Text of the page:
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Re: [css3-box] a width that is a little less than 'fit-content'

From: Tab Atkins Jr. <jackalmage@gmail.com>
Date: Wed, 16 Sep 2009 18:10:56 -0500
Message-ID: <dd0fbad0909161610h744b2fa3t8d93651b4c079e5d@mail.gmail.com>
To: Bert Bos <bert@w3.org>
Cc: www-style@w3.org
On Wed, Sep 16, 2009 at 5:09 AM, Bert Bos <bert@w3.org> wrote:
> On Wednesday 16 September 2009, Brad Kemper wrote:
>> I understood it to mean: Make the text box as big as you can without
>> overflowing its parent container. This determines where the text
>> wraps. Then shrink the width of the box as much as you can without
>> having to re-wrap the text.
>
> That's pretty close, I think. But do you really mean "without having to
> re-wrap" or do you mean "without the box changing height"?

I think the former (without having to re-wrap) is intended.  It's
difficult to imagine how one would explain the latter when talking
about when to use this keyword.  The former also seems much easier to
specify.

> But I gave an example with text to show where the problem lies. Text has
> a lot of flexibility. You can make it take up more or less space
> without the reader noticing. High-end systems not only stretch the
> spaces, but also shrink them. And they put the letters closer together
> if necessary, too. There is even an algorithm by Herman Zapf that
> changes the shape of the letters themselves by a tiny amount to gain
> (or lose) space for an extra letter on the line. So if the definition
> is just "lay out the content and then make it as narrow as possible,"
> you may end up with something that is much narrower than you wanted and
> looks positively ugly.
>
> You'd want something that is "optimal" within the constraints of a given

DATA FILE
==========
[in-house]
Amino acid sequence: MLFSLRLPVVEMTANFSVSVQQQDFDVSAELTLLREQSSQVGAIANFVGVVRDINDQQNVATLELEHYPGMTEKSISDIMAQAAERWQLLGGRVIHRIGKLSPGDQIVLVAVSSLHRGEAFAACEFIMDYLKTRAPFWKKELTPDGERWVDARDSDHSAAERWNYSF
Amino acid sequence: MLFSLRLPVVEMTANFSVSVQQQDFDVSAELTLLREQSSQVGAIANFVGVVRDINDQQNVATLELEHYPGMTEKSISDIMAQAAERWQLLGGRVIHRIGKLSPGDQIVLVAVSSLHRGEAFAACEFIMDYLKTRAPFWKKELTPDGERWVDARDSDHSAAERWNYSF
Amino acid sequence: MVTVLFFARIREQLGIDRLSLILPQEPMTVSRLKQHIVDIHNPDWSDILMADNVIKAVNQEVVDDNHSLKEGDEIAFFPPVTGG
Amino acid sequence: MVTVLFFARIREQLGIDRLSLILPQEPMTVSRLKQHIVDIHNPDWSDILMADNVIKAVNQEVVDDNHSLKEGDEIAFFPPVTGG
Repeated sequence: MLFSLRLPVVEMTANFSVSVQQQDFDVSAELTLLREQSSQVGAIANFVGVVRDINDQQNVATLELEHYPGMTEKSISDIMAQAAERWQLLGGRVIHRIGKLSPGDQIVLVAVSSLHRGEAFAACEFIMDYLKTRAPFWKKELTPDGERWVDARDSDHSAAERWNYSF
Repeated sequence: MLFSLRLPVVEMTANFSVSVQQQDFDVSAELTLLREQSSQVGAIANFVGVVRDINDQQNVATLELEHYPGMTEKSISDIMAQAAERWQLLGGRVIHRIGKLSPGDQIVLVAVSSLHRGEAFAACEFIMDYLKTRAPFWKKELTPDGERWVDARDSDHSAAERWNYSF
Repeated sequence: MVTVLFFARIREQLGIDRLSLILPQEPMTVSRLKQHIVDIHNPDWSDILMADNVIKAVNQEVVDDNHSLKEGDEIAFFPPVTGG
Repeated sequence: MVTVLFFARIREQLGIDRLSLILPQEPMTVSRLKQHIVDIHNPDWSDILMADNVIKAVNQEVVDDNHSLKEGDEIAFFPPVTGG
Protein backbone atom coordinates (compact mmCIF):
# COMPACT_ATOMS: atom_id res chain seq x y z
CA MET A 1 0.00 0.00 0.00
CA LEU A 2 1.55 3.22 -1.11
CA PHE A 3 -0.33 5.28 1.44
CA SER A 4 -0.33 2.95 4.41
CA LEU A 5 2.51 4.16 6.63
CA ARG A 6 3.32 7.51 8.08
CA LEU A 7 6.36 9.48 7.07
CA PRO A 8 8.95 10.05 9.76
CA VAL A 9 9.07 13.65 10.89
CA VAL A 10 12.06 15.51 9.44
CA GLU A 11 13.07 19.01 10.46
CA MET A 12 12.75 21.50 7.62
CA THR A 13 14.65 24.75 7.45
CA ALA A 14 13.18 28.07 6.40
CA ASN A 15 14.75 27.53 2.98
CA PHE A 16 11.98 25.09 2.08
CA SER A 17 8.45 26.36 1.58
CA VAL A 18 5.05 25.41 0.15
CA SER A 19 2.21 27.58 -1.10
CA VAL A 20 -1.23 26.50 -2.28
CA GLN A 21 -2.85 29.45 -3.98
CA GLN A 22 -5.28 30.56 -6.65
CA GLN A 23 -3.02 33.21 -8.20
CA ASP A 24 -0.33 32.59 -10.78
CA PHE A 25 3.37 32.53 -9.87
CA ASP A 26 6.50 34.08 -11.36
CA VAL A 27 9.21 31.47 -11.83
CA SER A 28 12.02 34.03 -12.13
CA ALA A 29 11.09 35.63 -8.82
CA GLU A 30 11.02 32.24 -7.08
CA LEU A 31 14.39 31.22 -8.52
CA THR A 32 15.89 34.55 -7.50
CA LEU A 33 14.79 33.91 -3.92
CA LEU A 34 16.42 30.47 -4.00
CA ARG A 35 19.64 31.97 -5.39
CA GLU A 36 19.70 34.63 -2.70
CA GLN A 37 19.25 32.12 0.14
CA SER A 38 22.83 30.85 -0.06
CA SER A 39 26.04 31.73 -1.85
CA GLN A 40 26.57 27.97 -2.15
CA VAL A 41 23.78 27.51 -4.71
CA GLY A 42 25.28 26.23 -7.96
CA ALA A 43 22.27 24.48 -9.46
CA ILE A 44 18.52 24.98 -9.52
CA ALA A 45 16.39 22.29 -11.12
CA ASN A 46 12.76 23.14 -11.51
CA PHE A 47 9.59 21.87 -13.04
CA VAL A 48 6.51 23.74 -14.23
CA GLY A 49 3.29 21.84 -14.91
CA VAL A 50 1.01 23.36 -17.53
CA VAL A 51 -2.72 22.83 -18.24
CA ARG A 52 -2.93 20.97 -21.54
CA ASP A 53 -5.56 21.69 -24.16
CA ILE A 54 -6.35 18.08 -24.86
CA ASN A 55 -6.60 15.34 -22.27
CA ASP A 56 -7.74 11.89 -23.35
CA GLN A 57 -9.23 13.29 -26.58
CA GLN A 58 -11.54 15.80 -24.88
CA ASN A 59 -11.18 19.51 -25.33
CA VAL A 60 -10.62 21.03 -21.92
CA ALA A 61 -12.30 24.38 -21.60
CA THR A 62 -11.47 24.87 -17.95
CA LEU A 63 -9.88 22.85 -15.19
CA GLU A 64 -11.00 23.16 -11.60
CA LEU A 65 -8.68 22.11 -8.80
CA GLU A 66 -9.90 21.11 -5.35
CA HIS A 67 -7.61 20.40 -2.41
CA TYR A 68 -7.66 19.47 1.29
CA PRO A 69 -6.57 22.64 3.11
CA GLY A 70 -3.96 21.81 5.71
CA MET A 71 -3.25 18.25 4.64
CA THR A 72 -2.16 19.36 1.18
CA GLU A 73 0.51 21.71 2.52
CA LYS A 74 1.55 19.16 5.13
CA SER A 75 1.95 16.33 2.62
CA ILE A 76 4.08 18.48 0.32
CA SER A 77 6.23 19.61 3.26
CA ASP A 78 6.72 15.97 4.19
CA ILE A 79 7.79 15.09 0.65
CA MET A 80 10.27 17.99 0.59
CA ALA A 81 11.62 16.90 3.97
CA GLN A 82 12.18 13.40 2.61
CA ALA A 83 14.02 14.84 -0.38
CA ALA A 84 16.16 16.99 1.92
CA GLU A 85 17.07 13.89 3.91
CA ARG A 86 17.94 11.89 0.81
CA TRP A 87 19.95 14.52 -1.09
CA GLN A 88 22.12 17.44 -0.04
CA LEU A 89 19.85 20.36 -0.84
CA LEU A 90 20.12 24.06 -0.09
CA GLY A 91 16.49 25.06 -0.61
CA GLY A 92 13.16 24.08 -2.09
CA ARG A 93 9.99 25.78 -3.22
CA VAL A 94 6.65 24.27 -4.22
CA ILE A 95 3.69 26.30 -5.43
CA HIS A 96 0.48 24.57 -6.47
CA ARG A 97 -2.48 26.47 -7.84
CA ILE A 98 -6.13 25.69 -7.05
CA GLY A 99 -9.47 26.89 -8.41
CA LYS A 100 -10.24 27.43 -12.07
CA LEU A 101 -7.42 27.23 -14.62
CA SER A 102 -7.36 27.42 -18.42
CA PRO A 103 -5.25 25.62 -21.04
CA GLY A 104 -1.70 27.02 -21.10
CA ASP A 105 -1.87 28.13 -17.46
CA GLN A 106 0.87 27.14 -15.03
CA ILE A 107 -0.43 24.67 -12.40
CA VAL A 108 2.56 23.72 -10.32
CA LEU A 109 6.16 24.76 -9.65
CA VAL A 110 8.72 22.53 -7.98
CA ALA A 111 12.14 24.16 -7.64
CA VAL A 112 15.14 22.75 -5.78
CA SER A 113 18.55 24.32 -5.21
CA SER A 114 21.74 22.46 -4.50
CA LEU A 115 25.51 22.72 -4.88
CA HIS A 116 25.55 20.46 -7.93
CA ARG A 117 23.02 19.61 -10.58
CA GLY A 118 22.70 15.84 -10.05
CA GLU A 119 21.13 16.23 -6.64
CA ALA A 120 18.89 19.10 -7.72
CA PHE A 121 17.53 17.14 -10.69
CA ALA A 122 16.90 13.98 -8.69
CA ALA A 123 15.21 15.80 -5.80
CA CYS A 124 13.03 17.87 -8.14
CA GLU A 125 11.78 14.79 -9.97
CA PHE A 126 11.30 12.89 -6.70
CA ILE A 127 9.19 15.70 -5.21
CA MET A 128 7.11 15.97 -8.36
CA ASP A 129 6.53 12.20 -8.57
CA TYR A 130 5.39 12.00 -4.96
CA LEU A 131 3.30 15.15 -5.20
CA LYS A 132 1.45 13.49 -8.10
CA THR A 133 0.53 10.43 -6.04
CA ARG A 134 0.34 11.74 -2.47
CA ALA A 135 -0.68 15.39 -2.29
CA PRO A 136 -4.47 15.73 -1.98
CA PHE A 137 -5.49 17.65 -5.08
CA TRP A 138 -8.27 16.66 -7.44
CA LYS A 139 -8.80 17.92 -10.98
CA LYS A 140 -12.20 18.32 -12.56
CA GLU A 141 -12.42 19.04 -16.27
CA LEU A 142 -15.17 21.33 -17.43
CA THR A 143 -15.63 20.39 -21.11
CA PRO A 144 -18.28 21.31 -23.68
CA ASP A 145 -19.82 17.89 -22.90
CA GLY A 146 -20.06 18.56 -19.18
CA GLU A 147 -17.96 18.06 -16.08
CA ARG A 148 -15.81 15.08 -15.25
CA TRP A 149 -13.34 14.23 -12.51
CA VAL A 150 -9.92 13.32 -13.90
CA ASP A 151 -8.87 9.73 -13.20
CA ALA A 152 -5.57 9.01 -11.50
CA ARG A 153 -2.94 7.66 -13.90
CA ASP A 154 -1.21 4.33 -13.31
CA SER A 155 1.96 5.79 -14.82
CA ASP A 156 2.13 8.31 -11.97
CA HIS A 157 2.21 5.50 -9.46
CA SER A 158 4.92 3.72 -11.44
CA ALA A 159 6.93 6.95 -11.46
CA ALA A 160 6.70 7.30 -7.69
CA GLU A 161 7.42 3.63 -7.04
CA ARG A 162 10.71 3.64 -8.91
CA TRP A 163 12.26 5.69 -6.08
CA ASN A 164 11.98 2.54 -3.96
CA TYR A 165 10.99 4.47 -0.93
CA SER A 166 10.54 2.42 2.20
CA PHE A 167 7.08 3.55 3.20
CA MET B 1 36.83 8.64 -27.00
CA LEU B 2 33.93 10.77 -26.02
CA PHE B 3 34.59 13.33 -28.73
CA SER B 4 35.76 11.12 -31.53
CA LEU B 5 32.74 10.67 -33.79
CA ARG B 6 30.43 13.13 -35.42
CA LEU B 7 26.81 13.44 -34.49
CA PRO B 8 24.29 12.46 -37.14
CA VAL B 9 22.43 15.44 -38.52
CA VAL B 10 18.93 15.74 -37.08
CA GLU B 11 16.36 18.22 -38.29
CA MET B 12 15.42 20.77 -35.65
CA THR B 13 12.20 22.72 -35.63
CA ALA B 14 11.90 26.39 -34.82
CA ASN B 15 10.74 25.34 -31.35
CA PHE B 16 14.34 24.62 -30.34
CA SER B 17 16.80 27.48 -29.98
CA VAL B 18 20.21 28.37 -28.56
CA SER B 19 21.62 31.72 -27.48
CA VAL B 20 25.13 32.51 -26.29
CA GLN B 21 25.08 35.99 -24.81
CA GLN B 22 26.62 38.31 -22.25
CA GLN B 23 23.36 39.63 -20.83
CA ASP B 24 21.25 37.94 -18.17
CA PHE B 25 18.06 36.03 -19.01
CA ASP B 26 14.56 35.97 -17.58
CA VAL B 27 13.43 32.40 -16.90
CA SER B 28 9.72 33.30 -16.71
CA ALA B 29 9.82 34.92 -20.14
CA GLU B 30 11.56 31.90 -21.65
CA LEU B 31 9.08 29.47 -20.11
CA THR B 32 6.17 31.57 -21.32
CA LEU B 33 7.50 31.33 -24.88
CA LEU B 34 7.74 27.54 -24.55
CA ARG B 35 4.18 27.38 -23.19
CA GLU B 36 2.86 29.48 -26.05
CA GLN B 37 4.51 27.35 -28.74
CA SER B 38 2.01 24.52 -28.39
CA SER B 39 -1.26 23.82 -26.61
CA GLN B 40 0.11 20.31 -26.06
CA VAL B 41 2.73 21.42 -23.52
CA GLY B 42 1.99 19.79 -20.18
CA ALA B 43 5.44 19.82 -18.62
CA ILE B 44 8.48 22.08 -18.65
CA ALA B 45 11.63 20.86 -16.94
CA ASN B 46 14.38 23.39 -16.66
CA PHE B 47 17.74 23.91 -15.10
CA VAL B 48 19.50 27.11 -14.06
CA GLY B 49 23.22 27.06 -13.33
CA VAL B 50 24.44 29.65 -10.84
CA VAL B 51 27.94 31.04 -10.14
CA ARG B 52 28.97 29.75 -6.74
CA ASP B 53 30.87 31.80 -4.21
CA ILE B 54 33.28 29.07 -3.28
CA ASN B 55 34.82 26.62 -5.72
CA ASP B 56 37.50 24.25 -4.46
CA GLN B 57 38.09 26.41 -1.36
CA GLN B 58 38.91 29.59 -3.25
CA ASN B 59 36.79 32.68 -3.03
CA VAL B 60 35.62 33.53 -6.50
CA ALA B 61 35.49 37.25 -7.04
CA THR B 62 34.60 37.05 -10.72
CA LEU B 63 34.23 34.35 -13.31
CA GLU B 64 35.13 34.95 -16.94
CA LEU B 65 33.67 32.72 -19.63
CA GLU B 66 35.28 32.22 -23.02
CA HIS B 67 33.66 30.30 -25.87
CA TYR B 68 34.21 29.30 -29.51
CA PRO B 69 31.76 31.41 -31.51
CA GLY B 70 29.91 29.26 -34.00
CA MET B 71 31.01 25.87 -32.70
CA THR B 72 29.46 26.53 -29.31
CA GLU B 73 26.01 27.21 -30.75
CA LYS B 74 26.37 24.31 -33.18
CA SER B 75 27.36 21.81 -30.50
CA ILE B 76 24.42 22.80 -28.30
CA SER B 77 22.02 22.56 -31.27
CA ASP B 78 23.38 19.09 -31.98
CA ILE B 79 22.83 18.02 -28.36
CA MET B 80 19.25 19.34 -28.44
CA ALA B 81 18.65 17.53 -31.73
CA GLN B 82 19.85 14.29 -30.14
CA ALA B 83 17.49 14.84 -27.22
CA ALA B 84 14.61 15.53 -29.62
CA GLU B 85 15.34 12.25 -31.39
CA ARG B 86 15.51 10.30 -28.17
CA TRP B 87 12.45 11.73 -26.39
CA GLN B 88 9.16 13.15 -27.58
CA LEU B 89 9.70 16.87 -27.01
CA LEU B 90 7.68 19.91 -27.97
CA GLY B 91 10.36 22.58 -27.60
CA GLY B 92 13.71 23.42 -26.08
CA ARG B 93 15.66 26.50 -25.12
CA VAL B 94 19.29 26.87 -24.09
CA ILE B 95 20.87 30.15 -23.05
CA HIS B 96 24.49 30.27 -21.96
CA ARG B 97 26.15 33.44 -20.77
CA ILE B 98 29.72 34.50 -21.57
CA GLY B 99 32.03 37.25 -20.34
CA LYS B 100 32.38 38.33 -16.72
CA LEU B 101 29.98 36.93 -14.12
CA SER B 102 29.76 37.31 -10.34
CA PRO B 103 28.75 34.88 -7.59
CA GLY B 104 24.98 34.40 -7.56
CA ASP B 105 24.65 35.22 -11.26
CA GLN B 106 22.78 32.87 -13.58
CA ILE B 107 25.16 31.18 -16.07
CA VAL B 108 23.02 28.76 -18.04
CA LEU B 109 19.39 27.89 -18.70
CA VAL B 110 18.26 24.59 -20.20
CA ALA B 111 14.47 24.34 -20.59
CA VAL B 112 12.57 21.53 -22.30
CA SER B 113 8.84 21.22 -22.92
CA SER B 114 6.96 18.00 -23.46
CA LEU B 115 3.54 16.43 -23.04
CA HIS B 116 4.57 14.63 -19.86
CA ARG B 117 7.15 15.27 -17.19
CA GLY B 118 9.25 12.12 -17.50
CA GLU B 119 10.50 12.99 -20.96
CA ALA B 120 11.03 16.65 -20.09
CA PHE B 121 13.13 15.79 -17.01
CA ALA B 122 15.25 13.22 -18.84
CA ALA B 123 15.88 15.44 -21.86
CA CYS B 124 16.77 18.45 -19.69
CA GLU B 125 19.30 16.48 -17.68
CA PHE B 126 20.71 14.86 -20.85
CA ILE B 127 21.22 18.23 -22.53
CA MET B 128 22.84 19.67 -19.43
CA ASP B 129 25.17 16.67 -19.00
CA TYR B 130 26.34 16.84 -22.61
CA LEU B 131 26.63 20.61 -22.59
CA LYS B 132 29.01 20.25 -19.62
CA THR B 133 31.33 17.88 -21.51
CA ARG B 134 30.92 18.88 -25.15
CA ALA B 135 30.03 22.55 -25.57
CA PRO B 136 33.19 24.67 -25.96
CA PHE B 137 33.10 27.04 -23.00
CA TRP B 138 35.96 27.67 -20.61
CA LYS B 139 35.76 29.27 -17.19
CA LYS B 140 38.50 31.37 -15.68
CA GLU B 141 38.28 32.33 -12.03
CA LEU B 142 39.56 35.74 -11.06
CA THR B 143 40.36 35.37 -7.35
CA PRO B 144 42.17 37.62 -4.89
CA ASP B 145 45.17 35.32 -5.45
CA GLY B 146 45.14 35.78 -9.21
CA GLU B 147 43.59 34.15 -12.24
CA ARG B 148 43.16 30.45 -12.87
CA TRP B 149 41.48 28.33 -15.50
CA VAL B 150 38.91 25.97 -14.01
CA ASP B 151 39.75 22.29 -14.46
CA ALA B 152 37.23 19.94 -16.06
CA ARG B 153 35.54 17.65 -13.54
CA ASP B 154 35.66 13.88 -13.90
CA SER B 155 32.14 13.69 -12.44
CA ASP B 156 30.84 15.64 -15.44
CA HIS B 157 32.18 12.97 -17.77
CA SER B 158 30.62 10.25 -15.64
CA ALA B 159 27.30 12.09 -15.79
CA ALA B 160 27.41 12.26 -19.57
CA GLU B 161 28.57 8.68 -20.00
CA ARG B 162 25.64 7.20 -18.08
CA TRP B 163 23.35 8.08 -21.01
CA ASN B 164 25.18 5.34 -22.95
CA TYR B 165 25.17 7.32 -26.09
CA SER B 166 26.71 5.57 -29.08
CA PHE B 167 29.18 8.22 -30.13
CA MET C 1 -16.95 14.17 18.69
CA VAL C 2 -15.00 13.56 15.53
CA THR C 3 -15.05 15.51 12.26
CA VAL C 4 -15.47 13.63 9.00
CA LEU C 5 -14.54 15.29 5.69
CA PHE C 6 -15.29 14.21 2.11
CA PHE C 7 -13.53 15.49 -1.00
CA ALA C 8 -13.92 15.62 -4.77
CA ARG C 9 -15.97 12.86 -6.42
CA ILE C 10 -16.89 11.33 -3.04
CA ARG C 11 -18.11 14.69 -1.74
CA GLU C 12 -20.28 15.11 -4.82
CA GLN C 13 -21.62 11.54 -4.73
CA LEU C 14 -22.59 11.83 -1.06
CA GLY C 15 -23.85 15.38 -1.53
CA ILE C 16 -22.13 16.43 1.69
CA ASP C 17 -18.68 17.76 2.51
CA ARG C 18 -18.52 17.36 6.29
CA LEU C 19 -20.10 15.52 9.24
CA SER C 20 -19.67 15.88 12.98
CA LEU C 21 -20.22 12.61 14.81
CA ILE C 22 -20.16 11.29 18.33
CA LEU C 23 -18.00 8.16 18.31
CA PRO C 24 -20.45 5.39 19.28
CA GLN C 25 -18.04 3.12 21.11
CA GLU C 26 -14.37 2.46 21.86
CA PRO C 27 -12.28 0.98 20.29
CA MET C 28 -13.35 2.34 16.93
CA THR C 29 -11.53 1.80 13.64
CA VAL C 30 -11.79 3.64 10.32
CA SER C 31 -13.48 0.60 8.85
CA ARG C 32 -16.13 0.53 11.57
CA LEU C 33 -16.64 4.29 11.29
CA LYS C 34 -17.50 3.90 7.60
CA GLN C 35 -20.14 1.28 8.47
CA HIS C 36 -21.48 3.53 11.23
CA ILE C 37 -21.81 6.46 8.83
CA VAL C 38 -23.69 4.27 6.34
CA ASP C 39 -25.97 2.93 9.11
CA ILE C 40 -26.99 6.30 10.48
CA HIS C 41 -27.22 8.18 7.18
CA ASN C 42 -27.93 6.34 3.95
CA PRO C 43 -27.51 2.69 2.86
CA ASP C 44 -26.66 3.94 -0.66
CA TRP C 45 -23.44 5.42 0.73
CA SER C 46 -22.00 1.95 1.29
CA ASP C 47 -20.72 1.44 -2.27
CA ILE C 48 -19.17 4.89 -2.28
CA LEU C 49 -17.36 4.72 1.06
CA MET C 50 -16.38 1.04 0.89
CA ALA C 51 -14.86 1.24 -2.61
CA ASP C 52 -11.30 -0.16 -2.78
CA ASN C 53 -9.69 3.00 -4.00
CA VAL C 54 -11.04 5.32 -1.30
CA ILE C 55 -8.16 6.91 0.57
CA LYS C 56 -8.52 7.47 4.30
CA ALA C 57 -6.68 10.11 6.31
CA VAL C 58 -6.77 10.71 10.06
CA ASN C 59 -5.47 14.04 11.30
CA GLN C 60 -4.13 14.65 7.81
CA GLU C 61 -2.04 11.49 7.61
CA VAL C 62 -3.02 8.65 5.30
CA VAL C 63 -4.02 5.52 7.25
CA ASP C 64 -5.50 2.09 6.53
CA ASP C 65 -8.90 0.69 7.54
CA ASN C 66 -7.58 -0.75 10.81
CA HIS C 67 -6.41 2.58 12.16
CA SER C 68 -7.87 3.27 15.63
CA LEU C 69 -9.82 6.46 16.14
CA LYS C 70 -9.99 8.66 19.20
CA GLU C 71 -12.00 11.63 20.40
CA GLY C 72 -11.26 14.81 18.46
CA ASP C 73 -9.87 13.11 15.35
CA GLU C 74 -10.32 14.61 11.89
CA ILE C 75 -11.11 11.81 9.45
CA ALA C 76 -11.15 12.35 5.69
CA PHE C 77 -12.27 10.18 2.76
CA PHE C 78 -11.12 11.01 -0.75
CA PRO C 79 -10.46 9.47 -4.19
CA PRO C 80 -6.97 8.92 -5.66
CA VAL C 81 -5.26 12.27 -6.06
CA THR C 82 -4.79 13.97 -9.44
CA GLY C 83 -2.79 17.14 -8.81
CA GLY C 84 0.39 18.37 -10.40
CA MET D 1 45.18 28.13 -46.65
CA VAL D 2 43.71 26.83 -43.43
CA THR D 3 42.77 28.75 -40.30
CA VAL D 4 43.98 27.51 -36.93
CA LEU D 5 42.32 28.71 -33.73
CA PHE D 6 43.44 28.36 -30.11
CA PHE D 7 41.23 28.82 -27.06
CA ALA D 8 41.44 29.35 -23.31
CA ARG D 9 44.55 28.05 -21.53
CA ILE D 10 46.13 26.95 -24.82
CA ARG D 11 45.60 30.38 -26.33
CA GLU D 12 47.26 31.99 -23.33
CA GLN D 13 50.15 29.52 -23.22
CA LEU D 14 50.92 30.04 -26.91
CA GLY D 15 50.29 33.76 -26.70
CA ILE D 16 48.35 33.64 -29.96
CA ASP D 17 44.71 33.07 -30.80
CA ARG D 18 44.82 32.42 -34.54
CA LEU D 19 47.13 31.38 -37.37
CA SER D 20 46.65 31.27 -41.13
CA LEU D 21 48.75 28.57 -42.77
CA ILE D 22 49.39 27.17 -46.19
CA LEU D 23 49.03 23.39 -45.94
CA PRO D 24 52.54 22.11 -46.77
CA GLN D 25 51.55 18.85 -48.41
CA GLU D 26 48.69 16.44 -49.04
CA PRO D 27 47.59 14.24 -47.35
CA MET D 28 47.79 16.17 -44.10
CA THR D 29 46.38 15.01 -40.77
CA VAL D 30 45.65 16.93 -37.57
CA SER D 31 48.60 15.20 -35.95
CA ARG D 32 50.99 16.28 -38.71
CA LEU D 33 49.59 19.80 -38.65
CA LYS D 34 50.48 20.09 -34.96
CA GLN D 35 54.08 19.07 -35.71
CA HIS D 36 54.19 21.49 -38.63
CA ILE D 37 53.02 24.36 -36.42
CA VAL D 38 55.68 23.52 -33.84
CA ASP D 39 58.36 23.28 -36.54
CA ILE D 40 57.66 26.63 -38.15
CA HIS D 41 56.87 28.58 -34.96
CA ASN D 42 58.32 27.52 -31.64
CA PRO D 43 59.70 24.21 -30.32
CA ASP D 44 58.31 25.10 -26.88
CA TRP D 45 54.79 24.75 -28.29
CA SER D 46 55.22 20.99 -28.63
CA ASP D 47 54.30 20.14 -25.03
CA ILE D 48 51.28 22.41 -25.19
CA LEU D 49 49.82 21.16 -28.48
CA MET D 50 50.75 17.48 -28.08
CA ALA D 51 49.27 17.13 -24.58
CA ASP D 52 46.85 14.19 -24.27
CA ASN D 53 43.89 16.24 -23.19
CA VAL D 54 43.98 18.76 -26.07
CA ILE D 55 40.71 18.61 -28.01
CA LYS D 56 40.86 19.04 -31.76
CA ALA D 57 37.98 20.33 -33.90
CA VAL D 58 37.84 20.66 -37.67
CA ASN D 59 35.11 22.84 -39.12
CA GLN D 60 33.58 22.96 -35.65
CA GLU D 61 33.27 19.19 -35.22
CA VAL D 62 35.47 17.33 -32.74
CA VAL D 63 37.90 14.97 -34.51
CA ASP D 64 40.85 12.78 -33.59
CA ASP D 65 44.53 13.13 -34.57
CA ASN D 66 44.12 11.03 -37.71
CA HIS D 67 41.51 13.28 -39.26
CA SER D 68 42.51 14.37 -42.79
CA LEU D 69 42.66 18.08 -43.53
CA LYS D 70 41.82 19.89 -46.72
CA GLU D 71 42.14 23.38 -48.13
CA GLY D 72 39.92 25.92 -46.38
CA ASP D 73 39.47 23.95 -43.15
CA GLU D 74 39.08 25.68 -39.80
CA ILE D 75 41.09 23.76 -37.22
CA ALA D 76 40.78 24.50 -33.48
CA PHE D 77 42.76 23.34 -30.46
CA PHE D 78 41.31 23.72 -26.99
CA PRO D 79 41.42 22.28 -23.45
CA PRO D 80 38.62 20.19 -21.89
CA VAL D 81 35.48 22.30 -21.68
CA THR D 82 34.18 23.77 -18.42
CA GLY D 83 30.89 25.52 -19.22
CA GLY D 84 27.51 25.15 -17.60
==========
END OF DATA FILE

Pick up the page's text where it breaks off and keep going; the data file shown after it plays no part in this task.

> space. But without prescribing a precise line breaking algorithm, it's
> difficult to define "optimal." (And the result will be different in
> different implementations, but that isn't a big problem.)

I'm not certain how you got to the idea of "make it as narrow as
possible".  It seems from the original problem description (and my own
idea of how this would be useful) that the idea here is just to set
the element width to the visual width of the content, however one has
specified things.  So just lay it out exactly as you would normally,
calculate the actual visible width (subtract rightmost painted pixel
from leftmost painted pixel for each line, and take the maximum), and
set the element width to that.

The only conflict now is with methods that adjust the visual width of
a line depending on the available line width, like text-align:justify
(I believe this is the only such property in vanilla CSS, but there
may be proprietary extensions that allow more capabilities, and future
official properties may be created).  One could just say that this
width ("wrap-content"?) is equivalent to fit-content in this case, but
that seems suboptimal.  When I use text-align:justify I'm not trying
to make a statement about the desired visual width of the element; I'm
just saying that *whatever* the width, I'd like all of the lines to be
the same.  So in these cases we can define the wrap-content width as
being calculated under some 'default' settings - in the case of
text-align, it would be calculated as if text-align:left had been
specified.  I'm not sure if it would be best to specify that this
should always be the default value of the offending property, or if we
should be flexible and allow ourselves to specify an explicit value
that should be assumed in this calculation for each property.  (Or, of
course, just leave any decision of what values to assume in these
cases up to the device based on what it thinks is smartest, like we do
with most text variables.)

In more precise terms, if a device makes decisions about visual width
of inline content based on the space allowed, for the purpose of this
property it should try to instead determine the width in a
'reasonable' manner which does not depend on the actual space allowed
but which otherwise changes line-breaking behavior as little as
possible, and does not change the height of the element at all.

If there is no such 'reasonable' manner, then wrap-content is
equivalent to fit-content.

~TJ
Received on Wednesday, 16 September 2009 23:11:52 GMT

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